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Quick links to words on this page...
| 1. Bushido / The Way of the Samurai
2. Justice / Rectitude / Right Decision
3. Bravery / Courage
| 4. Benevolence
| 7. Honor
8. Loyalty / Faithful / Devoted
9. Filial Piety
|10. Honesty / Fidelity|
This is the title for. "The Code of the Samurai".
Sometimes called "The Seven Virtues of the Samurai", "The Bushido Code", or "The Samurai Code of Chivalry".
This would be read in Chinese characters, Japanese Kanji, and old Korean Hanja as "The Way of the Warrior", "The Warrior's Way", or "The Warrior's Code".
It's a set of virtues that the Samurai of Japan and ancient warriors of China and Korea had to live and die by.
The seven commonly-accepted tenets or virtues of Bushido are: Benevolence 仁, Courage 勇, Honesty 誠, Honour 名誉, Loyalty 忠実, Respect 礼(禮), and Rectitude 義.
See Also... Warrior
This is about doing the right thing or making the right decision, not because it's easy, but because it's ethically and morally correct.
No matter the outcome or result, one does not lose face if tempering proper justice.
This character can also be defined as righteousness, justice, morality, honor, or "right conduct". In more a more expanded definition, it can mean loyalty to friends, loyalty to the public good, or patriotism. This idea of loyalty and friendship comes from the fact that you will treat those you are loyal to with morality and justice.
This is also one of the five tenets of Confucius doctrine.
There's also an alternate version of this character sometimes seen in Bushido or Korean Taekwondo tenets. It's just the addition of a radical on the left side of the character. If you want this version, click on the image to the right instead of the button above.
This character can be translated as bravery, courage, valor, or fearless in Chinese, Japanese and Korean. This is the simplest form to express courage or bravery, as there is also a two character form which starts with this same character.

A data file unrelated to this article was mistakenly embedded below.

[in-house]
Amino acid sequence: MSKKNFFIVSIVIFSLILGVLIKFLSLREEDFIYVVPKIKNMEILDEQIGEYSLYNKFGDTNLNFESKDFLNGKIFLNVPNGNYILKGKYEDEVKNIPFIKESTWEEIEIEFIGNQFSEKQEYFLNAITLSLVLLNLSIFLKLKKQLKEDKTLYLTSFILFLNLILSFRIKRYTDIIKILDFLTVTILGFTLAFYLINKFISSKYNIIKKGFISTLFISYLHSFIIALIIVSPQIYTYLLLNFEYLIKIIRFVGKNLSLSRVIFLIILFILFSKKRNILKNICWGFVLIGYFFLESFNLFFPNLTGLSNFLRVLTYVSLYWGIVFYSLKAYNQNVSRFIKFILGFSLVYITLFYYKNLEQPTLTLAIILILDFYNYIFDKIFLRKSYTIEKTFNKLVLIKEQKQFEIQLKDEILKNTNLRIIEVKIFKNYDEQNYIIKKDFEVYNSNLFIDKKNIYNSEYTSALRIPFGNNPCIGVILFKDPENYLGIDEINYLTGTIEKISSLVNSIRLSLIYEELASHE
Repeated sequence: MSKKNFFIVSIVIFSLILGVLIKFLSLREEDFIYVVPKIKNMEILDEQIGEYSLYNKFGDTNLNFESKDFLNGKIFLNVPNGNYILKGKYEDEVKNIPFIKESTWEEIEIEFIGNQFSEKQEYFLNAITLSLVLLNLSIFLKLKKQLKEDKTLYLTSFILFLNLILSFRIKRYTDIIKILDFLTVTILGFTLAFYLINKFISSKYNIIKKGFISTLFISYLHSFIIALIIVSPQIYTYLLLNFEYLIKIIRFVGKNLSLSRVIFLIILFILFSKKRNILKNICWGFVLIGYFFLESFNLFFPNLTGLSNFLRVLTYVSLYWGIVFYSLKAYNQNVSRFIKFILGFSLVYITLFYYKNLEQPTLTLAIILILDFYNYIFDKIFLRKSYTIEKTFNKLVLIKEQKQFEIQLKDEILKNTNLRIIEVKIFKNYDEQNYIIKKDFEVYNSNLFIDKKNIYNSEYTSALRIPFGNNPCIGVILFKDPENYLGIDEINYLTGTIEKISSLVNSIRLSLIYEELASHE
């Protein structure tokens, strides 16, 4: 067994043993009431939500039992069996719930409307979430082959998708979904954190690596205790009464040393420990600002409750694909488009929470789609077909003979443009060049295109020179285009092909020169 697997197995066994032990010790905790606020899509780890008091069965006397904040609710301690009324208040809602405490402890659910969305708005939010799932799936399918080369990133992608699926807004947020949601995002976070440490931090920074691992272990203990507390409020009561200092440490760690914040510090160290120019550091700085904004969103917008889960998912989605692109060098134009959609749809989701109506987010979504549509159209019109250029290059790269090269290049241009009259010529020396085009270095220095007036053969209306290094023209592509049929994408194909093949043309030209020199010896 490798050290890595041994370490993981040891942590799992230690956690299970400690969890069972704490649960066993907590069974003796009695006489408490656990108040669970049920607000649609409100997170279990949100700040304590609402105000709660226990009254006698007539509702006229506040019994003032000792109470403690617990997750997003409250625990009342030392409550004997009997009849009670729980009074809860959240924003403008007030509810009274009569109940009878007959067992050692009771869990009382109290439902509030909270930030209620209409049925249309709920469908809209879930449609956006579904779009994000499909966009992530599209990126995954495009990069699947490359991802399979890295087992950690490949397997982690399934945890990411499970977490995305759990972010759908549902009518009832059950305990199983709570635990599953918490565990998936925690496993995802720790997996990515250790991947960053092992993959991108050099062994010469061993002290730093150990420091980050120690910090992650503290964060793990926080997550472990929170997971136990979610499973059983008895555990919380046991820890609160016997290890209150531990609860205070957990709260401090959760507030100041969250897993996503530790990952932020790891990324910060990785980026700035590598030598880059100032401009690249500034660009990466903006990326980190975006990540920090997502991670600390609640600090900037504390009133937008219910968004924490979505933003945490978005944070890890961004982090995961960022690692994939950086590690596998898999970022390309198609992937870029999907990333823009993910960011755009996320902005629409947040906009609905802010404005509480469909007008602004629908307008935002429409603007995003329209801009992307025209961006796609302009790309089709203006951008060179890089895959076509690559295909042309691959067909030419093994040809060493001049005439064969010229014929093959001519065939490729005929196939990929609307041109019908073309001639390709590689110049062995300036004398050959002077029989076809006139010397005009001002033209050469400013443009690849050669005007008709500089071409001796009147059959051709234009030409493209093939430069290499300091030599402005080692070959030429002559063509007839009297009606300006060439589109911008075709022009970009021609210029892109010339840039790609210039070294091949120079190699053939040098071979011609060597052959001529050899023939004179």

This character can also be translated as brave, daring, fearless, plucky or heroic.
Beyond "benevolence" this character can be also be defined as "charity" or "mercy" depending on context.
The deeper meaning suggests that one should pay alms to the poor, care for those in trouble, and take care of his fellow man (or woman).
This is one of the five tenets of Confucius. In fact, it is a subject in which Confucius spent a great deal of time explaining to his disciples.
I have also seen this benevolent-related word translated as perfect virtue, selflessness, love for humanity, humaneness, goodness, good will, or simply "love" in the non-romantic form.
This word is so important to me that I named my second daughter with this character. Her name is "Renni" which means "Benevolent Girl".
We show respect by speaking and acting with courtesy. We treat others with dignity and honor the rules of our family, school and nation. Respect yourself, and others will respect you.
This is also one of the five tenets of Confucius.
This character can also be translated as propriety, good manners, politeness, rite, worship or an expression of gratitude.
Please note that Japanese use a simplified version of the character for respect - it also happens to be the same simplification used in mainland China. Click on the character to the right if you want the Traditional Chinese version.
See Also... Confucius
This version of honor is about having or earning the respect of others and about your reputation. It is the status of being worthy of honor (not to be confused with doing honorable things or specific actions - see our other "honor" listing for that).
Both modern Japanese and modern mainland Chinese use the same simplified version of the second character of honor. You can make special request for the traditional second character as shown to the right (just click on that character to the right of you want to order that version). Before WWII, both Japan and China used the traditional form, but modern Japanese and Chinese use this simplified form. Koreans still use the traditional form when they are not writing in their modern Hangul glyphs.
This is a Japanese way to write "Loyalty" - it also contains the ideas of being faithful, devoted, true, and obedient.
The second character is a modified form only used in the Japanese lexicon, however, Chinese speakers can easily guess the meaning.
This character represents filial piety. Some will define this in more common English as "respect for your parents and ancestors".
This is a subject deeply emphasized by the ancient philosophy and teachings of Confucius.
Some have included this in the list for the Bushido, although generally not considered part of the 7 core virtues of the warrior.
Note: This character is not the best of meanings when seen along as a single character. Some will read the single character form to mean "missing my dead ancestors". However, when written at part of Confucian tenets, or in the two-character word that means filial piety, the meaning is better or read differently (context is important for this character).